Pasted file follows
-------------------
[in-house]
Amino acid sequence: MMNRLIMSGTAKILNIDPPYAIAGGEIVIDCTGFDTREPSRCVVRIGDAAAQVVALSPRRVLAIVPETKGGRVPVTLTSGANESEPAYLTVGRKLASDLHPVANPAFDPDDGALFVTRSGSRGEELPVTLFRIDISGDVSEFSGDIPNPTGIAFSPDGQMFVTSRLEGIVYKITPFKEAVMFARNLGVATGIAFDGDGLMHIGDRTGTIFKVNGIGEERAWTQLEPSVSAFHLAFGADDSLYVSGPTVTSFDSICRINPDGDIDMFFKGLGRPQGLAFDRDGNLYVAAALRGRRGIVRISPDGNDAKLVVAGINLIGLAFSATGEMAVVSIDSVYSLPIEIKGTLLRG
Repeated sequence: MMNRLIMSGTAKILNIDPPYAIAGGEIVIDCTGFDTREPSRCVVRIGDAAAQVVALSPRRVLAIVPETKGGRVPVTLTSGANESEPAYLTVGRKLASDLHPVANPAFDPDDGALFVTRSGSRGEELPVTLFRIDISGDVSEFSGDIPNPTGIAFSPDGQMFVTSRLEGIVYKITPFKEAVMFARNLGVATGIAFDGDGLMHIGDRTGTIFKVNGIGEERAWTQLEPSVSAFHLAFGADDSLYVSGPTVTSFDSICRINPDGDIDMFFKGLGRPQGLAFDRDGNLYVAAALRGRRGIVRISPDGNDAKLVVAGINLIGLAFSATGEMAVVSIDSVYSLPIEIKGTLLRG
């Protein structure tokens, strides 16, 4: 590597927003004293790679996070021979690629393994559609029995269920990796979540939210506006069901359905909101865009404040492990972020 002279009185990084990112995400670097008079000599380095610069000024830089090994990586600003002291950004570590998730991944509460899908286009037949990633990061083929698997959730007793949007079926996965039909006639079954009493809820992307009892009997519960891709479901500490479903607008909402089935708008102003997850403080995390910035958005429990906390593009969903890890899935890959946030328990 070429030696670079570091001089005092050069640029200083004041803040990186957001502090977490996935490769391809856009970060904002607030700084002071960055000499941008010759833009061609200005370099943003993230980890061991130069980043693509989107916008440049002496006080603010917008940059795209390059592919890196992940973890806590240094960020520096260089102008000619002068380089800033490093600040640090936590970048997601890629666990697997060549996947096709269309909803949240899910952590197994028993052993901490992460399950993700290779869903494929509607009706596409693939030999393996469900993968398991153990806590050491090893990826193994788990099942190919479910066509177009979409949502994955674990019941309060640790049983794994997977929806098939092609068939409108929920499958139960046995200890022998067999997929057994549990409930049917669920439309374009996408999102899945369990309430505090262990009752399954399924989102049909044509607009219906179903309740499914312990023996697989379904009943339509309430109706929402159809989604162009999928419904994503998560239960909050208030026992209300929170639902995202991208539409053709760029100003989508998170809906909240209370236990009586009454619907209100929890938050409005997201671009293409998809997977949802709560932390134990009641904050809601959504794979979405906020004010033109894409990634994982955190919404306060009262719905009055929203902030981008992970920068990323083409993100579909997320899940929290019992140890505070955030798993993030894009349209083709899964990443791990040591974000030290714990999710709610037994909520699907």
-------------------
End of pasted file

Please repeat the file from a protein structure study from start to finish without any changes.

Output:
[in-house]
Amino acid sequence: MMNRLIMSGTAKILNIDPPYAIAGGEIVIDCTGFDTREPSRCVVRIGDAAAQVVALSPRRVLAIVPETKGGRVPVTLTSGANESEPAYLTVGRKLASDLHPVANPAFDPDDGALFVTRSGSRGEELPVTLFRIDISGDVSEFSGDIPNPTGIAFSPDGQMFVTSRLEGIVYKITPFKEAVMFARNLGVATGIAFDGDGLMHIGDRTGTIFKVNGIGEERAWTQLEPSVSAFHLAFGADDSLYVSGPTVTSFDSICRINPDGDIDMFFKGLGRPQGLAFDRDGNLYVAAALRGRRGIVRISPDGNDAKLVVAGINLIGLAFSATGEMAVVSIDSVYSLPIEIKGTLLRG
Repeated sequence: MMNRLIMSGTAKILNIDPPYAIAGGEIVIDCTGFDTREPSRCVVRIGDAAAQVVALSPRRVLAIVPETKGGRVPVTLTSGANESEPAYLTVGRKLASDLHPVANPAFDPDDGALFVTRSGSRGEELPVTLFRIDISGDVSEFSGDIPNPTGIAFSPDGQMFVTSRLEGIVYKITPFKEAVMFARNLGVATGIAFDGDGLMHIGDRTGTIFKVNGIGEERAWTQLEPSVSAFHLAFGADDSLYVSGPTVTSFDSICRINPDGDIDMFFKGLGRPQGLAFDRDGNLYVAAALRGRRGIVRISPDGNDAKLVVAGINLIGLAFSATGEMAVVSIDSVYSLPIEIKGTLLRG
């Protein structure tokens, strides 16, 4: 590597927003004293790679996070021979690629393994559609029995269920990796979540939210506006069901359905909101865009404040492990972020 002279009185990084990112995400670097008079000599380095610069000024830089090994990586600003002291950004570590998730991944509460899908286009037949990633990061083929698997959730007793949007079926996965039909006639079954009493809820992307009892009997519960891709479901500490479903607008909402089935708008102003997850403080995390910035958005429990906390593009969903890890899935890959946030328990 070429030696670079570091001089005092050069640029200083004041803040990186957001502090977490996935490769391809856009970060904002607030700084002071960055000499941008010759833009061609200005370099943003993230980890061991130069980043693509989107916008440049002496006080603010917008940059795209390059592919890196992940973890806590240094960020520096260089102008000619002068380089800033490093600040640090936590970048997601890629666990697997060549996947096709269309909803949240899910952590197994028993052993901490992460399950993700290779869903494929509607009706596409693939030999393996469900993968398991153990806590050491090893990826193994788990099942190919479910066509177009979409949502994955674990019941309060640790049983794994997977929806098939092609068939409108929920499958139960046995200890022998067999997929057994549990409930049917669920439309374009996408999102899945369990309430505090262990009752399954399924989102049909044509607009219906179903309740499914312990023996697989379904009943339509309430109706929402159809989604162009999928419904994503998560239960909050208030026992209300929170639902995202991208539409053709760029100003989508998170809906909240209370236990009586009454619907209100929890938050409005997201671009293409998809997977949802709560932390134990009641904050809601959504794979979405906020004010033109894409990634994982955190919404306060009262719905009055929203902030981008992970920068990323083409993100579909997320899940929290019992140890505070955030798993993030894009349209083709899964990443791990040591974000030290714990999710709610037994909520699907």